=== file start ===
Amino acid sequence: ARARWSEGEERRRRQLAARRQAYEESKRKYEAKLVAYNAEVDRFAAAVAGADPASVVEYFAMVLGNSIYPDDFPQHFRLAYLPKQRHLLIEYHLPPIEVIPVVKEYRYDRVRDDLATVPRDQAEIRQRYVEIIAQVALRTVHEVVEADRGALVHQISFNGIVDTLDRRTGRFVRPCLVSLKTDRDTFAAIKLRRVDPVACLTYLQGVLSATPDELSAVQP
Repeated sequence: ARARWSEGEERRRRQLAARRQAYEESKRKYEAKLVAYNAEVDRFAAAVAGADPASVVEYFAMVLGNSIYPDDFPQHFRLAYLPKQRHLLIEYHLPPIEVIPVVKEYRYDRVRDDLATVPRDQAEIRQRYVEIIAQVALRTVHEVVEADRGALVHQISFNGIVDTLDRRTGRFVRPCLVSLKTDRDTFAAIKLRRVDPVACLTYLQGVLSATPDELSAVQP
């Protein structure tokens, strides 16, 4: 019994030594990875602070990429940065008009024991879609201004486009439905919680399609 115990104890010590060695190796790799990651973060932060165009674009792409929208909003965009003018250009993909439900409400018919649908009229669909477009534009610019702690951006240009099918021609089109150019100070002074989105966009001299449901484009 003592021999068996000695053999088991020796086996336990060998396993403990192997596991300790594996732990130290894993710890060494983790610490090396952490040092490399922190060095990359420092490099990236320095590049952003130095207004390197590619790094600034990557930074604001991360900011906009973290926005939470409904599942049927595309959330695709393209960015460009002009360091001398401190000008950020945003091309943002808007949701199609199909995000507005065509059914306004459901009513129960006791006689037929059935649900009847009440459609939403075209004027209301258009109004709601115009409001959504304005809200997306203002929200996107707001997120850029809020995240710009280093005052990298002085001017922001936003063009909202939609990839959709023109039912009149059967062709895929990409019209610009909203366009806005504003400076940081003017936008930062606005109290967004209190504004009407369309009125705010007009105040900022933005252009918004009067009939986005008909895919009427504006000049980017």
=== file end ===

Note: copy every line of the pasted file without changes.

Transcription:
Amino acid sequence: ARARWSEGEERRRRQLAARRQAYEESKRKYEAKLVAYNAEVDRFAAAVAGADPASVVEYFAMVLGNSIYPDDFPQHFRLAYLPKQRHLLIEYHLPPIEVIPVVKEYRYDRVRDDLATVPRDQAEIRQRYVEIIAQVALRTVHEVVEADRGALVHQISFNGIVDTLDRRTGRFVRPCLVSLKTDRDTFAAIKLRRVDPVACLTYLQGVLSATPDELSAVQP
Repeated sequence: ARARWSEGEERRRRQLAARRQAYEESKRKYEAKLVAYNAEVDRFAAAVAGADPASVVEYFAMVLGNSIYPDDFPQHFRLAYLPKQRHLLIEYHLPPIEVIPVVKEYRYDRVRDDLATVPRDQAEIRQRYVEIIAQVALRTVHEVVEADRGALVHQISFNGIVDTLDRRTGRFVRPCLVSLKTDRDTFAAIKLRRVDPVACLTYLQGVLSATPDELSAVQP
């Protein structure tokens, strides 16, 4: 019994030594990875602070990429940065008009024991879609201004486009439905919680399609 115990104890010590060695190796790799990651973060932060165009674009792409929208909003965009003018250009993909439900409400018919649908009229669909477009534009610019702690951006240009099918021609089109150019100070002074989105966009001299449901484009 003592021999068996000695053999088991020796086996336990060998396993403990192997596991300790594996732990130290894993710890060494983790610490090396952490040092490399922190060095990359420092490099990236320095590049952003130095207004390197590619790094600034990557930074604001991360900011906009973290926005939470409904599942049927595309959330695709393209960015460009002009360091001398401190000008950020945003091309943002808007949701199609199909995000507005065509059914306004459901009513129960006791006689037929059935649900009847009440459609939403075209004027209301258009109004709601115009409001959504304005809200997306203002929200996107707001997120850029809020995240710009280093005052990298002085001017922001936003063009909202939609990839959709023109039912009149059967062709895929990409019209610009909203366009806005504003400076940081003017936008930062606005109290967004209190504004009407369309009125705010007009105040900022933005252009918004009067009939986005008909895919009427504006000049980017």